In spring, it is common practice to apply two N rates: the first N rate is spread at start of vegetation and the second at stem extension. This split N application is carried out with nitrate, ammonia or urea fertilizers. Spring N application can also be executed in one single rate. In this case, urea fertilizers with enhanced efficacy are often preferred. Urea efficacy is enhanced by coated fertilizer particles or fertilizers with nitrification and/or urease inhibitors.
Phosphorus (P) in soil is prone to fixation in contrast to other macronutrients. P losses are mostly a question of eroded soil particles with wind and water from uncovered soils. P losses can be prevented effectively by green soil cover (with oilseed rape) or mulch layers. Even fully available P (100% water or citrate soluble) can be fixed. With optimum pH, the labile P fraction is released faster to soil solution. “Fresh” applied and slightly absorbed phosphate is much better plant available than stable fractions of aluminum/iron phosphates or calcium phosphates, resp. Oilseed rape can acquire phosphate very well but needs fresh P in autumn or spring to accelerate the canopy development.
On light sandy soils, potassium (K) is prone to leaching whereas on heavy clayey soils K can be fixed by clay minerals. Therefore, K on light soils should be fertilized in spring to reduce percolation losses. On heavy soils, K can be spread in autumn before sowing. In spring, oilseed rape takes up the highest K percentage during stem extension. Therefore, K fertilizers should be applied until stem extension.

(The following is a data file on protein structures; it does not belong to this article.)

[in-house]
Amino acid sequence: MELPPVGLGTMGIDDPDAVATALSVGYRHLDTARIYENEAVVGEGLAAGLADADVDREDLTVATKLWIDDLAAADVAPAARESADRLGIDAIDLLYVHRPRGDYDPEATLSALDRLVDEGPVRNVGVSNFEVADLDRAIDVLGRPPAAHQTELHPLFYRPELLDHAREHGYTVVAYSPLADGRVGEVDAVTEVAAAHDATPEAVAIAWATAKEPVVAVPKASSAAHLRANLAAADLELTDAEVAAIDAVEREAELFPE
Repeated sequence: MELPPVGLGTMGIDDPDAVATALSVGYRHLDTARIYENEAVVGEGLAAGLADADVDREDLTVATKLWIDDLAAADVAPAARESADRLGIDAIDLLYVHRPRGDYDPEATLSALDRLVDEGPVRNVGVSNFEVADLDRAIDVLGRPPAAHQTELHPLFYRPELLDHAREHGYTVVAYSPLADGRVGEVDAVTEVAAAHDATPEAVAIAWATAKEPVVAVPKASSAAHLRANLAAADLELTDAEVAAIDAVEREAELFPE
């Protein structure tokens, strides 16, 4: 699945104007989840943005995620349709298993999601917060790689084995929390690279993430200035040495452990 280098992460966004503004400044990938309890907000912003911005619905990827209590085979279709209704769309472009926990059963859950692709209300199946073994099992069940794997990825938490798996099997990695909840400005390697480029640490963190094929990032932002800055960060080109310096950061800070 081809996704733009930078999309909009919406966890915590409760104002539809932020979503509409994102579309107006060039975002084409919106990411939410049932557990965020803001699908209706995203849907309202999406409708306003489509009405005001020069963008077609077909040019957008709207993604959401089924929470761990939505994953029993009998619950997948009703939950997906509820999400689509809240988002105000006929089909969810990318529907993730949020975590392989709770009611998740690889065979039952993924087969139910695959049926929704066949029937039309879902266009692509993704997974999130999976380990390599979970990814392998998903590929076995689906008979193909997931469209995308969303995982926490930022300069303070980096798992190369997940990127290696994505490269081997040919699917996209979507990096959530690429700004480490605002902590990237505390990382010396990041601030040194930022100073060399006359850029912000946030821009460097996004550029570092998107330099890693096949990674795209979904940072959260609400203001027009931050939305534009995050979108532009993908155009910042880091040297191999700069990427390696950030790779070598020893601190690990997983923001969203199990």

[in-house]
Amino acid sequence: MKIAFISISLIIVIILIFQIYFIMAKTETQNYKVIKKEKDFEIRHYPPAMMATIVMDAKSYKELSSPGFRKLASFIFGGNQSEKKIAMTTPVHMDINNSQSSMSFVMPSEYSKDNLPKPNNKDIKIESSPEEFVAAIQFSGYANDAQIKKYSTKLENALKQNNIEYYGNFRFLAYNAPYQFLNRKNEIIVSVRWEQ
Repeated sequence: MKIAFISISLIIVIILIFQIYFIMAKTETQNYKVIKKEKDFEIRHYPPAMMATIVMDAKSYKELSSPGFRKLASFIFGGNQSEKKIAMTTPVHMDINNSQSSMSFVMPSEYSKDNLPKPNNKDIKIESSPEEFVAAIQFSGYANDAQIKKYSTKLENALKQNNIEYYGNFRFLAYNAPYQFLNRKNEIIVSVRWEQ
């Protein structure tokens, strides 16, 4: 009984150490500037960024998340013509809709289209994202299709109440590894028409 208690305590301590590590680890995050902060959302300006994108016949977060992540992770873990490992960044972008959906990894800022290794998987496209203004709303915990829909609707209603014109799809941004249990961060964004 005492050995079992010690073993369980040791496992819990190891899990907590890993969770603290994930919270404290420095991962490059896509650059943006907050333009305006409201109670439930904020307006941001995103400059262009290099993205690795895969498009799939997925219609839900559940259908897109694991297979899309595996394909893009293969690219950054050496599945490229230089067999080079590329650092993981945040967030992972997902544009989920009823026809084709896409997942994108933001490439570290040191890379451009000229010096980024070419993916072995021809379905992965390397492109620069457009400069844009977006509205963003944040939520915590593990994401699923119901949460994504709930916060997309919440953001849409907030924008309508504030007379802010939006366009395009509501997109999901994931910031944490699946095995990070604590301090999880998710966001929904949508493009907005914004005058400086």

Magnesium (Mg) is essential for oilseed rape because Mg is the central ion of chlorophyll and activates many enzymatic processes. Mg deficient plants are mostly found on lighter coarse textured soils where Mg is prone to leaching. In spring, different K fertilizers containing Mg are suitable to close nutrient gaps. Especially after winter, weaker oilseed rape plants or crop stands with greater canopy losses are “grateful” for Mg fertilizers. With plant protection, small doses of Mg sulfate are often combined.